We’re having a tough year. The pandemic has turned our old reality on its head, and we are all dealing with the repercussions of that to some degree. But few sectors have been forced to as grinding a halt or been shrouded with more uncertainty than the performing arts.
“I kind of had this identity crisis, because acrobatics and arts are all I have known,” says Lauren Joy Herley, a rope artist and circus performer.
Before March 2020, Herley was at the height of a successful career performing with Cirque du Soleil. When the arts sector partially reopened this summer, she was able to resume her work with some outdoor shows, but now that the temperature is dropping, the outdoor shows have come to an end for this year.
In the initial months of lockdown, Andrea Peña, artistic director and choreographer at Andrea Peña & Artists, says some of her dancers considered quitting. “They’re professional, they’re 33, 34, which means they’re at a peak in their careers — very strong, very mature interpreters — and I had one of them say ‘Andrea, I’m really considering my retirement.’”
In August came the reopening of studios and AP&A was pleased to finally be able to work together again, even with the new restrictions: a two-metre distance, no contact unless they wear a mask and goggles.
Staying apart in an art form that so relies on touch has been a challenge. “We’ve realized after a month of working how good they are at keeping the two metres because they’re very spacially aware, but how difficult it was on the emotional and artistic side to have to be so distanced from their peers and not have that contact.”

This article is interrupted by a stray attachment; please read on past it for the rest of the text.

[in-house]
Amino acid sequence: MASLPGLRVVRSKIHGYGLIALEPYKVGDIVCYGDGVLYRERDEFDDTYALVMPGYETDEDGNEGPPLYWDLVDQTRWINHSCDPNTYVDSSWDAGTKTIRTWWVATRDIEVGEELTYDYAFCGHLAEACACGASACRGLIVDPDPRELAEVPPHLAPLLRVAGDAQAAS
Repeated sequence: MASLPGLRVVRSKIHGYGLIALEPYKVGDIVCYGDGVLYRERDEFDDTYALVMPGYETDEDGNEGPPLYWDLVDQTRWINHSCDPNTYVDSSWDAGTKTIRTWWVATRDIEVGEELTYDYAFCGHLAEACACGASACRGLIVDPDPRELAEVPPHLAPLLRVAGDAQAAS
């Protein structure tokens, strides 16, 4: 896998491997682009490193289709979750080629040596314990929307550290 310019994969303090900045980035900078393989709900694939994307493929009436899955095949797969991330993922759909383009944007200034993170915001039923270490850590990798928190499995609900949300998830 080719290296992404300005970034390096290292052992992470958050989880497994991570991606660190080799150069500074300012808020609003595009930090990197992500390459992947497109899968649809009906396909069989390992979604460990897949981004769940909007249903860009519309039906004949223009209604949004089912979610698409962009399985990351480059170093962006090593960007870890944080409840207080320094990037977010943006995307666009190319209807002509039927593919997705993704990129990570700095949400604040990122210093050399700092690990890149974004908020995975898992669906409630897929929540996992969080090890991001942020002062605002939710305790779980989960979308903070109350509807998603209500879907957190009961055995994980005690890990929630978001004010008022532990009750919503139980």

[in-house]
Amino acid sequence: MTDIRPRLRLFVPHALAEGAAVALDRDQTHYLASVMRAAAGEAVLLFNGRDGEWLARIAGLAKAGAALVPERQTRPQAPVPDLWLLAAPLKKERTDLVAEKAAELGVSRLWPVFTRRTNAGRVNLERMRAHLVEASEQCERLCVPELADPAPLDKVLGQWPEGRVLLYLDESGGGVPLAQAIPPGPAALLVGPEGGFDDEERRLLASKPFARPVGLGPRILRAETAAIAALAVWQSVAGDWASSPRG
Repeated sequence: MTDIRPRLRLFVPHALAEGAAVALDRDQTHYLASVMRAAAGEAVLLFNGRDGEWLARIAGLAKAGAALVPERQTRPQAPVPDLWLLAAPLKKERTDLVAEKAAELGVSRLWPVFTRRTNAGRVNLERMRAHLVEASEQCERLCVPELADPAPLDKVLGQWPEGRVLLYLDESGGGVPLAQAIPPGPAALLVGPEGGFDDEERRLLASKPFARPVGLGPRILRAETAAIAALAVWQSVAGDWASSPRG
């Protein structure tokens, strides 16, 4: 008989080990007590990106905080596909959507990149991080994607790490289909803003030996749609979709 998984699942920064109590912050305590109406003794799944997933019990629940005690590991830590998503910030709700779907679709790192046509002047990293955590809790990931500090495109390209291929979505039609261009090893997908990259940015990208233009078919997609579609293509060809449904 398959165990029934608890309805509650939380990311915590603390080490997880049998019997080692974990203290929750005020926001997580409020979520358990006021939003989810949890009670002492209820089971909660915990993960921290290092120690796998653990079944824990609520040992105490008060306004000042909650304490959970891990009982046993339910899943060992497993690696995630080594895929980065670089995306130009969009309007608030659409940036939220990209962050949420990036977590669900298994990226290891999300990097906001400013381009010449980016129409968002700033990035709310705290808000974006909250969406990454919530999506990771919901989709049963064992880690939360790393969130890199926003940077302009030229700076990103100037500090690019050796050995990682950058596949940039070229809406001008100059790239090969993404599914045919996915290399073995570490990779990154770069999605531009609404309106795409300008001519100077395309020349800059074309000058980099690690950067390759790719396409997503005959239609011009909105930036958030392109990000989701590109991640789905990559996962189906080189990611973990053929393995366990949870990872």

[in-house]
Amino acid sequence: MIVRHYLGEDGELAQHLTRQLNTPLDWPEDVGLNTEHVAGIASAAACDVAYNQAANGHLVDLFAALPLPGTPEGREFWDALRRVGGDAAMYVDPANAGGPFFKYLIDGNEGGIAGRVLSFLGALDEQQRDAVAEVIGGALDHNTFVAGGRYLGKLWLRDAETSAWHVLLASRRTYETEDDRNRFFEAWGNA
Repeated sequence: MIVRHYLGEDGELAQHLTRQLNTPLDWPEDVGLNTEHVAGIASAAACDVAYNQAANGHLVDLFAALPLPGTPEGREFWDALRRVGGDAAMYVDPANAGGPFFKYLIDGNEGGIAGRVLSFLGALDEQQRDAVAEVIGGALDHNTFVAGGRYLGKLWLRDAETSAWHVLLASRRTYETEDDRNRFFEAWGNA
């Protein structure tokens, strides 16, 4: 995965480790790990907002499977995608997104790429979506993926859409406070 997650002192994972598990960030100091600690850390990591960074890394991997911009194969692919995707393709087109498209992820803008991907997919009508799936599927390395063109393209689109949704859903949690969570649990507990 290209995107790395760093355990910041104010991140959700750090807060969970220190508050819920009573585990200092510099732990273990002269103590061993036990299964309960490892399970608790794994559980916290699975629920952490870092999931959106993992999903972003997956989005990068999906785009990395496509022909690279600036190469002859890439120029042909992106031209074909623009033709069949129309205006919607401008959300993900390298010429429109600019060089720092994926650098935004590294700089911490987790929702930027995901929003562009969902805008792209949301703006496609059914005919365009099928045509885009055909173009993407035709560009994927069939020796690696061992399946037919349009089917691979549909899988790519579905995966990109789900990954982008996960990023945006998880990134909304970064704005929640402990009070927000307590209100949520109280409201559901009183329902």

Dance companies were hit hard, and many lost funding or residencies, meaning lost space to rehearse. Freelance dancers, without the support of a company, struggle to find space.
Catherine Wilson, a freelancer, says she’s lucky her apartment has enough room to do some basic training, and in the spring she started practising outside. “I’ve really had to change my mindset of what it means to move, and learn that I don’t need to have a studio.” Her first time back in the studio in August to attend a class was emotional. “I had an out of body experience — I wanted to cry.”
Rental studios can only be booked for three-hour timeslots to allow for cleaning, meaning only two timeslots are available per day. And for freelancers, who used to book the odd times between company rentals at a discount, that option doesn’t exist anymore.
With the difficulty of putting on live performances, digital shows are common, and some artists branched out into other mediums. Wilson had been working for two years on a production called ELLES, choreographed by Peña, with four other dancers, and they were set to perform it during this year’s Festival Quartier Danses in September before the festival decided to go virtual. They didn’t think their project translated as well into a video format, and so instead they created soundscapes that their audience could tune in to by phone.
Peña calls the experience of finding a way to carry the intention of a project into another medium an empowering one, but she says that performers have struggled with the need to go digital or branch out. “I’m also an industrial designer, so I’m comfortable diving into other media and stepping outside of the box,” she says. “Not everybody has another practice.”